Trump’s lack of disrespect towards Mattis seems to also stem from a reverence toward military knowledge, with many generals in his close circle of advisors. The political purpose of Mattis’s appointment cannot be overlooked either. Trump’s base tends to be very pro-military and many are veterans or active duty soldiers; it serves Trump’s best interest to defer to Mattis on issues of Defense and capitalize on his popularity.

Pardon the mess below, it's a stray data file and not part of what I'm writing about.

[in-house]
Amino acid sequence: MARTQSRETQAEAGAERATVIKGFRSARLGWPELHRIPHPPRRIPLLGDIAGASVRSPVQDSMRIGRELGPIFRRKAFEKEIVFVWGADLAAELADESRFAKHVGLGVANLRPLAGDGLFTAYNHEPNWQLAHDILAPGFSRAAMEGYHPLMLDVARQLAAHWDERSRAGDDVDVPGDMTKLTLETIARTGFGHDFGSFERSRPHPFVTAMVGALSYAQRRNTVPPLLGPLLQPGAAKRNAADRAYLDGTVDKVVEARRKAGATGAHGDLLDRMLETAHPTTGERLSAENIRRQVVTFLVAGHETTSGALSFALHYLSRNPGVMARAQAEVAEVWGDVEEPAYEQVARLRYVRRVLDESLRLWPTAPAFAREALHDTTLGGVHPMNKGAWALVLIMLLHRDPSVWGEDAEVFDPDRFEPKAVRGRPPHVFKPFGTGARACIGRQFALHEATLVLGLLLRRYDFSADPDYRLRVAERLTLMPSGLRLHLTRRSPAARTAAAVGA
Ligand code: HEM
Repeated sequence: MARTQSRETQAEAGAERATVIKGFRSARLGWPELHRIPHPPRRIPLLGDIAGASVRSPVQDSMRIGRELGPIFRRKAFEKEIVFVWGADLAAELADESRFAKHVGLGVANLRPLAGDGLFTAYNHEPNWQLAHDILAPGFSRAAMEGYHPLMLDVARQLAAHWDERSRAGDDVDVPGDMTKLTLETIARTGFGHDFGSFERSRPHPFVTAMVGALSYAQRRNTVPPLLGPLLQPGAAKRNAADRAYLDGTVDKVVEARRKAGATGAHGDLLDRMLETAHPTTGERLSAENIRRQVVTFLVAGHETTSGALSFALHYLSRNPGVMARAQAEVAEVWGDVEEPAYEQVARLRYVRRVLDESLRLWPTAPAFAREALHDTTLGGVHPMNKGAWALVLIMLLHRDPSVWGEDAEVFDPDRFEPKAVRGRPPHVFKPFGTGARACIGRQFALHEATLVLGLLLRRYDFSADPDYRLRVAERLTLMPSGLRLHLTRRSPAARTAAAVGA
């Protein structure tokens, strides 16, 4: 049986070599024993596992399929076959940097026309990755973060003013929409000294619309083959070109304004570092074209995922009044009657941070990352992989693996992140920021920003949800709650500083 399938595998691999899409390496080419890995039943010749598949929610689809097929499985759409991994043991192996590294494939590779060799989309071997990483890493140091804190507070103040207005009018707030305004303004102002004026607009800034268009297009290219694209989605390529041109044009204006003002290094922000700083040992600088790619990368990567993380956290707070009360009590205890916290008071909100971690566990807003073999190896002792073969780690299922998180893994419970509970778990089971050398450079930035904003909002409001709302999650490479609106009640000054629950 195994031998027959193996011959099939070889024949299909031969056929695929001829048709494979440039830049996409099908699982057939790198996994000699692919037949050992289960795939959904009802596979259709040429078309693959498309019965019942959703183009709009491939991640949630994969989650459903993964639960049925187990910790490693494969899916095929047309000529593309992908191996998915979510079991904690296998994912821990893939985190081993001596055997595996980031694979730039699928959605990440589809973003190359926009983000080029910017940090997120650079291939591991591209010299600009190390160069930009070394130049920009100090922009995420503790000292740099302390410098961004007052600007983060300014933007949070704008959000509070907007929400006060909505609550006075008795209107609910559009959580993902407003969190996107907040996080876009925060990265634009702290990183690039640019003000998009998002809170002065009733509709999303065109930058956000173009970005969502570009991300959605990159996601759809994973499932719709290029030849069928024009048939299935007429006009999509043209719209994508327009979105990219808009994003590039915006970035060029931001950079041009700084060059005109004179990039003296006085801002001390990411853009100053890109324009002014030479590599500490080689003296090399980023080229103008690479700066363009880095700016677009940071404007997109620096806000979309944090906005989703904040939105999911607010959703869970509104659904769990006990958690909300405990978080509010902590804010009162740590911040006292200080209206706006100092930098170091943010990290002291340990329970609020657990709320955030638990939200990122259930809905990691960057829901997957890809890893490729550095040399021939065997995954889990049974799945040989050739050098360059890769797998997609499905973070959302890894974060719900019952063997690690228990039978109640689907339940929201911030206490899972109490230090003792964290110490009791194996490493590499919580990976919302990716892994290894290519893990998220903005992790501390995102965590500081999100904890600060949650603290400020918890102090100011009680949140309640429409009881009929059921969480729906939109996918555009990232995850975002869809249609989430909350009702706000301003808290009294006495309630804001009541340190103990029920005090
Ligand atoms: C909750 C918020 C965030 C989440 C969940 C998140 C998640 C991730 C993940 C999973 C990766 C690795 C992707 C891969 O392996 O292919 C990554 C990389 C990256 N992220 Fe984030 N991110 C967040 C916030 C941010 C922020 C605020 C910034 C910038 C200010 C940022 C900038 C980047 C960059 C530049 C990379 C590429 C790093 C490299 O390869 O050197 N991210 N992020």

Mattis and Trump’s relationship would not be unusual by the standard of most other administrations, but in Trump’s administration, the lack of public conflict is uncharacteristic. Many people believed that when Trump appointed Mattis, Mattis would use his situation to temper the President’s positions and protect the military from Trump’s unpredictable politics. Whether Mattis sees that as part of his mission at the Pentagon is yet to truly be seen, as nothing the President has directly asked him to do so far seems to be completely at odds with his philosophy. The difference in opinion between the two is evident, but the lack of real conflict is a good sign for the country, no matter the reason. Whether you agree with Mattis’ harsh rhetoric and intense attitude or not; a level headed Defense Secretary with as much combat knowledge and reverence for diplomacy as he has should be more than welcomed in the current global climate.